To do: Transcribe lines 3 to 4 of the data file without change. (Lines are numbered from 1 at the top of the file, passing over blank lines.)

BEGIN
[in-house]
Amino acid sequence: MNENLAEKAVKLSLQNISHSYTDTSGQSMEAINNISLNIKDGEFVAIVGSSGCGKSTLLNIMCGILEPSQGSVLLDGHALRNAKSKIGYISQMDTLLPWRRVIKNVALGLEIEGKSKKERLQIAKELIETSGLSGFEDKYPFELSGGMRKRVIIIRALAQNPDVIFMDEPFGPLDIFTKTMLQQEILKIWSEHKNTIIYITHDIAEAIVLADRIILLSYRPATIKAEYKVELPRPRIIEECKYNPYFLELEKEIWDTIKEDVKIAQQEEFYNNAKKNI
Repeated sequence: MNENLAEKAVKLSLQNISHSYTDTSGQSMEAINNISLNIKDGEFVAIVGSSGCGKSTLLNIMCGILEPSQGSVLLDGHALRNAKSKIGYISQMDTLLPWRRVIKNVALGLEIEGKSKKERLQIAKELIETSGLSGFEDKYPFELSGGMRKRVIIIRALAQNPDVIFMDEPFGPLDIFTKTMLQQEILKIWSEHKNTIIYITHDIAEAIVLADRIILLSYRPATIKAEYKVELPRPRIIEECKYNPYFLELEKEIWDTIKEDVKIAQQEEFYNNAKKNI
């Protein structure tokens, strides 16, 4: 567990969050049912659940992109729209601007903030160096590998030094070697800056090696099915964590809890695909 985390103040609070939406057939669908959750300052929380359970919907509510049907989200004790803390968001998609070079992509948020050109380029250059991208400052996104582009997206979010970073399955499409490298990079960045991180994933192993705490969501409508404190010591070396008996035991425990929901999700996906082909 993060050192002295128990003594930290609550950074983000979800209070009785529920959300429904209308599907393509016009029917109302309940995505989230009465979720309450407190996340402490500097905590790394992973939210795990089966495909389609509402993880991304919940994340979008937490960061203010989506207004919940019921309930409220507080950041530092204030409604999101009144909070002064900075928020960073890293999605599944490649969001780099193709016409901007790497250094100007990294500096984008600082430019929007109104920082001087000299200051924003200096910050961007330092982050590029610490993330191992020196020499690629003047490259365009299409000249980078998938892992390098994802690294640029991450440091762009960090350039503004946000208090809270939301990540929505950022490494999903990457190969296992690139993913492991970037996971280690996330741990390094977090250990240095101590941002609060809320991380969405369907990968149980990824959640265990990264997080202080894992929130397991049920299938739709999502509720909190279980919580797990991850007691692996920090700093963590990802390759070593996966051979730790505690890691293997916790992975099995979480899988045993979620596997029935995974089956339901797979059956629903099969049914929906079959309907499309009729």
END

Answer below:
Repeated sequence: MNENLAEKAVKLSLQNISHSYTDTSGQSMEAINNISLNIKDGEFVAIVGSSGCGKSTLLNIMCGILEPSQGSVLLDGHALRNAKSKIGYISQMDTLLPWRRVIKNVALGLEIEGKSKKERLQIAKELIETSGLSGFEDKYPFELSGGMRKRVIIIRALAQNPDVIFMDEPFGPLDIFTKTMLQQEILKIWSEHKNTIIYITHDIAEAIVLADRIILLSYRPATIKAEYKVELPRPRIIEECKYNPYFLELEKEIWDTIKEDVKIAQQEEFYNNAKKNI
């Protein structure tokens, strides 16, 4: 567990969050049912659940992109729209601007903030160096590998030094070697800056090696099915964590809890695909 985390103040609070939406057939669908959750300052929380359970919907509510049907989200004790803390968001998609070079992509948020050109380029250059991208400052996104582009997206979010970073399955499409490298990079960045991180994933192993705490969501409508404190010591070396008996035991425990929901999700996906082909 993060050192002295128990003594930290609550950074983000979800209070009785529920959300429904209308599907393509016009029917109302309940995505989230009465979720309450407190996340402490500097905590790394992973939210795990089966495909389609509402993880991304919940994340979008937490960061203010989506207004919940019921309930409220507080950041530092204030409604999101009144909070002064900075928020960073890293999605599944490649969001780099193709016409901007790497250094100007990294500096984008600082430019929007109104920082001087000299200051924003200096910050961007330092982050590029610490993330191992020196020499690629003047490259365009299409000249980078998938892992390098994802690294640029991450440091762009960090350039503004946000208090809270939301990540929505950022490494999903990457190969296992690139993913492991970037996971280690996330741990390094977090250990240095101590941002609060809320991380969405369907990968149980990824959640265990990264997080202080894992929130397991049920299938739709999502509720909190279980919580797990991850007691692996920090700093963590990802390759070593996966051979730790505690890691293997916790992975099995979480899988045993979620596997029935995974089956339901797979059956629903099969049914929906079959309907499309009729």